Thursday 12 May 2016

Accident or design?

Perhaps over the coming days it will become clearer whether Plaid in the Assembly really intended to have their leader elected as First Minister with the support of the Tories and UKIP, or whether they were just trying to make a point, and were as surprised as outside observers to receive the unanimous support of both of those parties.  I’m prepared to believe that there was no deal done in advance, which makes the second theory more credible than the first.
What is clear is that if the sole remaining Lib Dem had voted the other way, we would now have a Plaid First Minister, even if that result was more by accident than design.  How workable would it have been for a party with 12 seats out of 60 to govern effectively without a coalition or some other less formal sort of arrangement with the other parties?
Well, there’s a great deal that a government can do without needing to win a single vote on the floor of the Assembly.  Once the First Minister has been elected, then in essence, government only needs to avoid defeat on its budget and on any vote of no confidence tabled by the opposition.  As long as it’s prepared to negotiate on the budget, and as long as the other parties which put it into power are prepared to support it in any confidence vote, a government which avoids any contentious legislation can exercise power within existing legislation quite easily.  What it could not expect is to be able to implement any manifesto pledges which do not attract the support of other parties.  It would be a change of management, but probably not much of a change of direction.
In reality, however, even that limited level of co-operation between Plaid, Tories, and UKIP would be seen as being exactly that – co-operation – and it is likely that there would be a political price to pay.  Who would pay that price is an interesting question; certainly Plaid would suffer (initially at least), but I also wonder what grass roots Tories, never mind UKIP members, would think about their party backing a Plaid Government without any formal participation in it.  And who knows, perhaps seeing that there is an alternative to Labour might lead to other voting changes as well.
The bigger question is whether the price would be worth it.  And by that, I don’t simply mean in terms of the next election or two, but in terms of the longer term.  I’ve posted before that I thought Plaid were making a strategic and tactical mistake in ruling out options in advance of the election (and having ruled them out so firmly, being seen to be apparently doing the opposite once elected, whatever the real truth may be, isn’t the brightest start).  I don't believe that nationalists should ever have any objection in principle to working with any or all other parties if that advances the cause of Wales.  The question is about weighing up whether the long term gain for the national project outweighs the short term pain for one or more parties, and that’s a much bigger question than deciding whether to be in government or opposition.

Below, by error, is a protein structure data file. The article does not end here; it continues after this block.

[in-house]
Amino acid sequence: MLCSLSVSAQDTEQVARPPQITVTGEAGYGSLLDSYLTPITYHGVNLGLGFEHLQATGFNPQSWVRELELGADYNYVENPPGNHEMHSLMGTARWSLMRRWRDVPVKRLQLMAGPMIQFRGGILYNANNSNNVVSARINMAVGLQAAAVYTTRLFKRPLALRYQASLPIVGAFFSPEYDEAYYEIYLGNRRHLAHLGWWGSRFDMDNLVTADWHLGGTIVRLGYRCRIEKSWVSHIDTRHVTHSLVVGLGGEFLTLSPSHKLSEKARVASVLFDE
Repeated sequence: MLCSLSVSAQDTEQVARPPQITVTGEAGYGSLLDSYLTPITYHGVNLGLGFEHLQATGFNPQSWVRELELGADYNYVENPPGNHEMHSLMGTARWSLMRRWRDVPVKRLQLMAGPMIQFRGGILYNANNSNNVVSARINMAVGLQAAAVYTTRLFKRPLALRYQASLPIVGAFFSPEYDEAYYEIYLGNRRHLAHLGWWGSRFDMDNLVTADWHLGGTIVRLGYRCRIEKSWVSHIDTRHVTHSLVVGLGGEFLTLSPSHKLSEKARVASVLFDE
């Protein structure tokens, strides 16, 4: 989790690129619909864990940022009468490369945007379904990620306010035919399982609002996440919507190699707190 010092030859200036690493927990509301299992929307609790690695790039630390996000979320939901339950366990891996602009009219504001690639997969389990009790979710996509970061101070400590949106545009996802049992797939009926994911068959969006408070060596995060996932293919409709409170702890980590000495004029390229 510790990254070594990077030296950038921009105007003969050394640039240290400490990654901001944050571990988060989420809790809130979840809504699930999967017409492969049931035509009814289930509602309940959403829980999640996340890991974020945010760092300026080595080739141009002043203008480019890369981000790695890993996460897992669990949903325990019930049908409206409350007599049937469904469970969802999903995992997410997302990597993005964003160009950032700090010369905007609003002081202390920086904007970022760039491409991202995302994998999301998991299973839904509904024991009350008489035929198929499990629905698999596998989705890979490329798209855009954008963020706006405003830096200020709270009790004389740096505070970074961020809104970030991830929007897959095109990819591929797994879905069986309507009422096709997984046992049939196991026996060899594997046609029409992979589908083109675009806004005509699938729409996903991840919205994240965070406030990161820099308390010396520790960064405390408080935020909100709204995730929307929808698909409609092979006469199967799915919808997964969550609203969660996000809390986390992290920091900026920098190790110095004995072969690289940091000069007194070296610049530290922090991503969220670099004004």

I’d really like to believe that someone had done that thinking and calculation before yesterday’s vote, and had thought through the implications.  But I rather suspect not.


Anonymous said...

Was it naivety, groupthink, arrogance or all three from Plaid Cymru yesterday that created this unholy mess, whatever they aimed to achieve I doubt they intended to end up irrevocably tarnishing Leanne Wood’s leadership and holing Plaid Cymru below the waterline.

On the other hand it’s been a very good week for Labour winning the election with 34% of the vote and finally seeing off its closets rival, yesterday also confirmed Labour rule indefinitely for Wales as if it was ever in doubt.

Peter Freeman said...

The way I see it. When Labour thought that all they had to do was hold a vote without consultation, it would seem inevitable that the leader of the opposition would have her name on the ballot. There's nothing strange in that and there is nothing odd in the Conservatives then voting with the leader of the opposition. That seems quite parliamentary of all concerned. The big surprise was UKIP. If they had held to the principles of their manifesto, they would have abstained. That would seem the most obvious scenario and today we would have Carwyn back as FM.
Whether intentionally or not, and I suspect the latter, UKIP have become the kingmakers. Withdrawing their support from the opposition would give Carwyn the post. Maintaining their position could effectively hold the assembly to ransom. They have, quite accidentally I believe, placed themselves in a powerful position.
It all rests on whether Plaid can make a deal with Labour. If not it would appear that Carwyn could be elected with UKIP support.
I rather hope so, that would be the end of UKIP and a huge loss of support for labour.

John Dixon said...


I broadly agree with your analysis, except that:

a) I would have expected the Tories to put forward their own leader, rather than fall in behind Plaid (I suspect that their grass roots members would have too), and

b) I'd add that UKIP, the joker in the pack as it were, merely seized the opportunity that was presented to them rather than becoming kingmakers by accident.

Perhaps the main lesson should be that, when dealing with jokers, one should never take anything for granted.